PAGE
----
How to penetrate the market and building a unique selling point?

5 Exceptional Examples of Unique Content and Selling Propositions

Learning is often best done by example, so below I’ve highlighted a small selection of brands that use their unique selling proposition to stand out (and succeed) in some tough marketplaces.

1. Man Crates – In a stellar example of machismo made fun again, Man Crates is an online store that ships “stuff guys like” in wooden crates that have to be opened with a crowbar. While the items themselves make for great gifts (e.g., customized beer mugs, grilling equipment and beef jerky), it’s the unique positioning that really sells this brand. Man Crates is oozing with personality at every turn, and as a customer myself I had a hearty laugh at the company’s help page, which boldly shows you this:

Few companies could get away with a help section that tells you to try harder, but when it’s guys buying gifts for other guys, not following directions (and not asking for help!) is simply a rite of passage.

The bravado here is welcomed and doesn’t cross over into areas where it doesn’t belong; when I contacted Man Crate’s customer service about a wrong delivery, the representative was quick, helpful and friendly, showing that exceptional service takes priority over their brand’s image.

2. Everlane Apparel – As previously mentioned, the way you build your product and the values you stand for can be important parts of your unique selling proposition. Everlane apparel stands out from the crowd in this respect.

The company culture wholeheartedly promotes what they call radical transparency; they pride themselves on a diligent, upstanding process for the manufacture of their goods, with the motto, “Know your factories. Know your costs. Always ask why.”

Since Everlane sells what they call “luxury basics,” product differentiation isn’t achieved through flashiness, but through a sincere interest in how the company makes their goods, conducts business, and gives special attention to their craft… down to the last v-neck.

3. Ellusionist – Can a company really make a playing card deck interesting? Ellusionist can. Their whole business is built on selling things that are different—a must given that what they sell are 52-card decks! How do they make these interesting and profitable? By appealing to a highly specific customer: magicians.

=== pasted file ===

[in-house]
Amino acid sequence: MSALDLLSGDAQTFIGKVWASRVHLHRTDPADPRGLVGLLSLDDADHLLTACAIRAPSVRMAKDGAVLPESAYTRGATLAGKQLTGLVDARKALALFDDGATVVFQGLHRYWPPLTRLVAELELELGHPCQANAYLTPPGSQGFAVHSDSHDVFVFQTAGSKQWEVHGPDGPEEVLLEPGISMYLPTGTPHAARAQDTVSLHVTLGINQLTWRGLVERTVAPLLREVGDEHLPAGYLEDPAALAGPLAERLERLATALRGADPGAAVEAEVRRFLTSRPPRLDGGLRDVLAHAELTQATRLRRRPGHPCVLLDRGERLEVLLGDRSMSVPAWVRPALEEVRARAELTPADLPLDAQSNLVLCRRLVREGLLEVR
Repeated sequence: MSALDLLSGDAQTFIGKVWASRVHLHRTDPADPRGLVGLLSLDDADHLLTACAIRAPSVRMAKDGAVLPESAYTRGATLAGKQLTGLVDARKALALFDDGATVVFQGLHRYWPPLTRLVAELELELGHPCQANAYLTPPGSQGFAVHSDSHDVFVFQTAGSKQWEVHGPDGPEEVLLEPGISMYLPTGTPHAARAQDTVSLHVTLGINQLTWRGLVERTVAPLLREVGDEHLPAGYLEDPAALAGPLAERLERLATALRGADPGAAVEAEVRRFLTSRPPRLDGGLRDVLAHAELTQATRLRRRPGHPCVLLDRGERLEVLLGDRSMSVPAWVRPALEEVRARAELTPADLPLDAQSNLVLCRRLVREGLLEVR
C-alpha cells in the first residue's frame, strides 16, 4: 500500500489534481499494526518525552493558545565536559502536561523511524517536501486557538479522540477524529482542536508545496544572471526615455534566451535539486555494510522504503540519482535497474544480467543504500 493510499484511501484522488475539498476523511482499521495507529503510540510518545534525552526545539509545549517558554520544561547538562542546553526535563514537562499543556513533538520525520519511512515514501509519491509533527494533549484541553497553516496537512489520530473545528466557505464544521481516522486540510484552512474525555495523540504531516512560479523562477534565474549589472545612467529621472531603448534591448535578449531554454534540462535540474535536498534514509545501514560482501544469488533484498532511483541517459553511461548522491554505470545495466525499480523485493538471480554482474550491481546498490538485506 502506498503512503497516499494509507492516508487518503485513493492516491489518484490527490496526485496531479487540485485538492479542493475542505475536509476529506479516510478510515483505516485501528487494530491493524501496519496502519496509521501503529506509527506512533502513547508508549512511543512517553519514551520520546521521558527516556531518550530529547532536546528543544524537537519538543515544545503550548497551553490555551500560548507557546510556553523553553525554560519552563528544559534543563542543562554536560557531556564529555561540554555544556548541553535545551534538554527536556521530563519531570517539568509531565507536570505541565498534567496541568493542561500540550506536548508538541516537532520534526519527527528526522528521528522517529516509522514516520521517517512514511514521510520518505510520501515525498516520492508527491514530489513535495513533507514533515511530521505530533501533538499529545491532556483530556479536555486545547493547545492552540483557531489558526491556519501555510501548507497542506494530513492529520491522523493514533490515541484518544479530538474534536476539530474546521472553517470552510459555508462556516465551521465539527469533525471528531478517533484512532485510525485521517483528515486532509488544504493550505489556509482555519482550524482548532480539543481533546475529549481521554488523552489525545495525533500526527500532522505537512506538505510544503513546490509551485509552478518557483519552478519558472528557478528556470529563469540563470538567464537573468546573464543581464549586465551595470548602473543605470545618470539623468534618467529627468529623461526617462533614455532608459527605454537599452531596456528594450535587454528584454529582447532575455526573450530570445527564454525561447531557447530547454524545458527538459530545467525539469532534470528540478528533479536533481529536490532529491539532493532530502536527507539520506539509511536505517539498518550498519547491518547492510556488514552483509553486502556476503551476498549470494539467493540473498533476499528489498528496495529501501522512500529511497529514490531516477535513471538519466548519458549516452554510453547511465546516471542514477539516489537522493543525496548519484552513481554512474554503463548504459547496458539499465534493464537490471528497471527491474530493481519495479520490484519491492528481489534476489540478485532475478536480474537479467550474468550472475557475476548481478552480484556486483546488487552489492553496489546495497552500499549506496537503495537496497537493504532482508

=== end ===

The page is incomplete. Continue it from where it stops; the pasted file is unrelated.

One of the cardinal sins of selling physical products online is offering something that consumers can find at any ol’ store. Ellusionist countered this by offering flashy, unique decks of cards that you really can’t find anywhere else.

And since they cater to those interested in showmanship via card tricks (and the occasional extravagant poker player), they’ve cornered a niche market instead of just being another producer of cheap decks of playing cards.

4. Saddleback Leather – Saddleback Leather’s company tagline is, “They’ll fight over it when you’re dead.” Combine this with an “Our Story” webpage that includes a picture of a machine gun, and no one can accuse Saddleback of being a company lacking personality.

5. ThinkGeek – Hobby stores for geeks are another example of an industry with a lingering reputation for personality defects; they are often characterized as weird and filled with snooty employees who look down on beginners.

ThinkGeek, in comparison, is all about community, with unique features like customer action shots and an emphasis on novel products that build on already existing communities. (As a guy who still owns a Super Nintendo, their retro gaming section is much appreciated.)

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Categories: Business, Economy

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